Yes I believe the problem here is the switch from Ruby 2.4 to 2.5. You can have different passenger apps use different versions of Ruby, even different ones than the configured one for the PUN.
/opt/ood/nginx_stage/bin/ruby is the wrapper script for ruby that Passenger is configured to execute when starting a ruby rack app - see https://github.com/OSC/nginx_stage/blob/1bd909f1492c34137f6c6dc1b0e0f20a9c8f0f3a/bin/ruby
You can see by default it does
exec ruby "$@" unless there exists an executable
bin/ruby script in the application directory.
If you retain the older Ruby 2.4 software collection, then you can add a
bin/ruby script with these contents:
source scl_source enable rh-ruby24 rh-nodejs6
exec /bin/env ruby "$@"
That will use the SCLs from earlier and your app would continue to run after the upgrade.
Funny thing, is we actually have some custom passenger apps still using Ruby 2.4 at OSC. I just noticed one of our older shared apps that broke when we upgraded, I quickly added this to fix it and then forgot about it.
As for the shared gem directories, that applies to all apps. Of course, if you are using bundler, and you do a
bundle install --path vendor/bundle it will install all the dependencies to a local directory, and then you will not be using the system installed gems (the shared directories). So it only is beneficial if you can get by without using gems other than the system installed gems or your app is built into an rpm that takes advantage of these shared gems. @tdockendorf would be better to explain how that actually works if you are curious.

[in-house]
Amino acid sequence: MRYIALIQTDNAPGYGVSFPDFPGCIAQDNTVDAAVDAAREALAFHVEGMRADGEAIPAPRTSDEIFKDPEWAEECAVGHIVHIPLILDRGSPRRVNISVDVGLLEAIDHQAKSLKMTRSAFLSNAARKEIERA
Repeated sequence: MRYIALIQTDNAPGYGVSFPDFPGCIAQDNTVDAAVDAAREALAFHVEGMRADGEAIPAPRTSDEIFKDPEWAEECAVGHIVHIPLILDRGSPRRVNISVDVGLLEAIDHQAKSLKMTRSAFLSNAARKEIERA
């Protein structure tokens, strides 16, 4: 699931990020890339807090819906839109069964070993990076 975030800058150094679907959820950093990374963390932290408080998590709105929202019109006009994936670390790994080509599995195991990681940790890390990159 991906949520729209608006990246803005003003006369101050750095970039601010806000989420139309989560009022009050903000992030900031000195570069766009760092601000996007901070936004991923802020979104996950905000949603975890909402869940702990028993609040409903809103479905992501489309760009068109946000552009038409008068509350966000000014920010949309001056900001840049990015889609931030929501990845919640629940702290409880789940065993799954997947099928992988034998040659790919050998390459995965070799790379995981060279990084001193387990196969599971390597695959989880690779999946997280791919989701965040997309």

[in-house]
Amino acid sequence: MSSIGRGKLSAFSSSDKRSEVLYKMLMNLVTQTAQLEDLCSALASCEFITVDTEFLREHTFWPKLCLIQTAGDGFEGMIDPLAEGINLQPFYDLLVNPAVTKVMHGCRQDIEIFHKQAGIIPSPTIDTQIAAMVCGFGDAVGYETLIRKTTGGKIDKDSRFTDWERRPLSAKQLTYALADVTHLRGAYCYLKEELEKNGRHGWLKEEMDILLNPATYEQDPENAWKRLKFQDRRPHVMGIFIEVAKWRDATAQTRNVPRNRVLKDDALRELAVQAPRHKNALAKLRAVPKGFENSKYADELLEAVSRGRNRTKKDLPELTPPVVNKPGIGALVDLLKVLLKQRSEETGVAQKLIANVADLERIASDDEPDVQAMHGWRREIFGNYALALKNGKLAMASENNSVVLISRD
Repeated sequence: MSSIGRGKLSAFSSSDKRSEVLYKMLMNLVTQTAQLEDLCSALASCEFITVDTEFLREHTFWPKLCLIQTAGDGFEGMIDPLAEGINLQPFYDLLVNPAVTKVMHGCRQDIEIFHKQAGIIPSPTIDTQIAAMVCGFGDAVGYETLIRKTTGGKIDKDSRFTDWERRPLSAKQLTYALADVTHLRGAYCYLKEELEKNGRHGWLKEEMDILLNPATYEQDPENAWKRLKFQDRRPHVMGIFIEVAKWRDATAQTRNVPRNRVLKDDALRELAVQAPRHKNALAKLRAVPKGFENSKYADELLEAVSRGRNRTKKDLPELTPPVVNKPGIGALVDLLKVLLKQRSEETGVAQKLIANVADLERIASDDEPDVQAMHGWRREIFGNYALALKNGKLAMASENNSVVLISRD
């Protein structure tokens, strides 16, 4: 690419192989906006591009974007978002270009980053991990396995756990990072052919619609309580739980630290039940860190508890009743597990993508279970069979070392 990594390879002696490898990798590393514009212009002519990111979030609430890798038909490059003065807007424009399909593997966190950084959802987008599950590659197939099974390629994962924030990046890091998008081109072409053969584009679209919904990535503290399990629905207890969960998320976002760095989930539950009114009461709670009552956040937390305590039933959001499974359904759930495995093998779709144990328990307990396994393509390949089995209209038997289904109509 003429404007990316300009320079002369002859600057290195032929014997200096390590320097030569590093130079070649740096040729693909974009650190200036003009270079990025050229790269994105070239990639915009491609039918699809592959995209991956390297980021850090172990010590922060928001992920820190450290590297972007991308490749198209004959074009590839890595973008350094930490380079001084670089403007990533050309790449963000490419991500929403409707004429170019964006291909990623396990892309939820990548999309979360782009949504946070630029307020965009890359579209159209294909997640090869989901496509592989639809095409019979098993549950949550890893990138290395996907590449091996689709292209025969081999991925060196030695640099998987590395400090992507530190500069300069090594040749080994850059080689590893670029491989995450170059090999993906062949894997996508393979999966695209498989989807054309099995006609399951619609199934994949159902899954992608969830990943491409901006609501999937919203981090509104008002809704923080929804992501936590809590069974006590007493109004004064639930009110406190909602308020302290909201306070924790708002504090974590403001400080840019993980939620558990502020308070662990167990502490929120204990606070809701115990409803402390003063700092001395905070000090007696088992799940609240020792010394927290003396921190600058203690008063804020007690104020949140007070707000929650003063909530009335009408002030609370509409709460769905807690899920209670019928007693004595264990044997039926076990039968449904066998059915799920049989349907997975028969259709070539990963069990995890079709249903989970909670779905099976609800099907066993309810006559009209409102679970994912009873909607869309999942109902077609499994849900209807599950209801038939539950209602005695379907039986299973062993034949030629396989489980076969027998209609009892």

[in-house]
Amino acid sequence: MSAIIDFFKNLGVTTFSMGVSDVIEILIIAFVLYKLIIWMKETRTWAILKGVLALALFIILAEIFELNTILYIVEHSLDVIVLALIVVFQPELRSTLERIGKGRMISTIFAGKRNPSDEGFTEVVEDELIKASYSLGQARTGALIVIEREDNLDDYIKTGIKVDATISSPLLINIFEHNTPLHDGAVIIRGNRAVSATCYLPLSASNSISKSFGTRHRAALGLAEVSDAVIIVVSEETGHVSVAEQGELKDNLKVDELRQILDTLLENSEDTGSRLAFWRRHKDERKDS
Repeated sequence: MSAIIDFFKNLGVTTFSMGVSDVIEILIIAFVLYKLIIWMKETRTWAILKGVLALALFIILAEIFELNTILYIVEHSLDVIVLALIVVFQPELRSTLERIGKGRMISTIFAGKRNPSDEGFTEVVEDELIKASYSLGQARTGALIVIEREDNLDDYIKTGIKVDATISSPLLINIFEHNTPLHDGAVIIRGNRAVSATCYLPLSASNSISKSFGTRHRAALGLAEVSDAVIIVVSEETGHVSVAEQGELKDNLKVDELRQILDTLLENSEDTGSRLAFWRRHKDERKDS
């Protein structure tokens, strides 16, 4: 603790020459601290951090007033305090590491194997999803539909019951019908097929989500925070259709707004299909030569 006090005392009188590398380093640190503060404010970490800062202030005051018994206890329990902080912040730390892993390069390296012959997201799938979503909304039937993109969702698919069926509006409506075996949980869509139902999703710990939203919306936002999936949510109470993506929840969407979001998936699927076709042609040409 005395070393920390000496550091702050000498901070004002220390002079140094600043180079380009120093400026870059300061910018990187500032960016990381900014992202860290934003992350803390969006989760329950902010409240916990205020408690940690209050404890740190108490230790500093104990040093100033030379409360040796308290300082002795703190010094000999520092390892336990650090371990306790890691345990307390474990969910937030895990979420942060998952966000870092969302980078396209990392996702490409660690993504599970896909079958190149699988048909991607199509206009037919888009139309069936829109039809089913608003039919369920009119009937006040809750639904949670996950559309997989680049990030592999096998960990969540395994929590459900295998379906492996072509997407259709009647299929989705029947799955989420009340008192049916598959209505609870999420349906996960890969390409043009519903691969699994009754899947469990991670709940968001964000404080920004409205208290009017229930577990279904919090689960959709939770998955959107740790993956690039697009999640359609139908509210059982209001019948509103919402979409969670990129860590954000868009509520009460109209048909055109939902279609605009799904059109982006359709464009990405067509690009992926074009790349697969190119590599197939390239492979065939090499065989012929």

I don’t know yet how to best guide users to using these gemsets. One of the ideas was your apps could depend on a particular gem set version (such as ondemand-gems-1.7.10-1.7.10-2.el7.x86_64.rpm) and so as long as that rpm was installed those apps would run without having to run bundle install to install local copies of the gems. Which means for simple apps that don’t need gems besides what is in that rpm, you can just deploy the code and run it. Rails apps would still require building assets for production, however.
What isn’t clear to me yet is what guidance should be given to developers who want to build an app utilizing these system gems, combined with some extra gems their particular app needs, and still get by without having to create an rpm for their app.
I think that manually reinstalling bundles like you do is fine though. Since in development we are often making changes to the Gemfiles of the core apps of OnDemand, we often don’t build against the system gems either, and end up regularly installing a separate copy of the gems.